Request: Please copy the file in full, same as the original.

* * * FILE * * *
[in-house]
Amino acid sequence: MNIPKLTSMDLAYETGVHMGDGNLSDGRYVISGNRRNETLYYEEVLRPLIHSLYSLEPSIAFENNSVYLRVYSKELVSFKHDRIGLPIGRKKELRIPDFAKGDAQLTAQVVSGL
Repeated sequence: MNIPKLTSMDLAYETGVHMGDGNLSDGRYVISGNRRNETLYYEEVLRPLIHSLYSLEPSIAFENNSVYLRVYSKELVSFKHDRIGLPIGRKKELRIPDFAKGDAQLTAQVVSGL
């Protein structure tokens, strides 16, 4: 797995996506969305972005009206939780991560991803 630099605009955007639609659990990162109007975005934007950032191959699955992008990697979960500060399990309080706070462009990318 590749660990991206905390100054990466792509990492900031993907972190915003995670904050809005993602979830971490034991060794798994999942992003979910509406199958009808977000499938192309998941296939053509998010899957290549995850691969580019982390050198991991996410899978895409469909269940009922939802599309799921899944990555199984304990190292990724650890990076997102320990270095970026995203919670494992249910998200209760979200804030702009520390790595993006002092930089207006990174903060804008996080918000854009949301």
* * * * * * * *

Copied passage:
[in-house]
Amino acid sequence: MNIPKLTSMDLAYETGVHMGDGNLSDGRYVISGNRRNETLYYEEVLRPLIHSLYSLEPSIAFENNSVYLRVYSKELVSFKHDRIGLPIGRKKELRIPDFAKGDAQLTAQVVSGL
Repeated sequence: MNIPKLTSMDLAYETGVHMGDGNLSDGRYVISGNRRNETLYYEEVLRPLIHSLYSLEPSIAFENNSVYLRVYSKELVSFKHDRIGLPIGRKKELRIPDFAKGDAQLTAQVVSGL
């Protein structure tokens, strides 16, 4: 797995996506969305972005009206939780991560991803 630099605009955007639609659990990162109007975005934007950032191959699955992008990697979960500060399990309080706070462009990318 590749660990991206905390100054990466792509990492900031993907972190915003995670904050809005993602979830971490034991060794798994999942992003979910509406199958009808977000499938192309998941296939053509998010899957290549995850691969580019982390050198991991996410899978895409469909269940009922939802599309799921899944990555199984304990190292990724650890990076997102320990270095970026995203919670494992249910998200209760979200804030702009520390790595993006002092930089207006990174903060804008996080918000854009949301």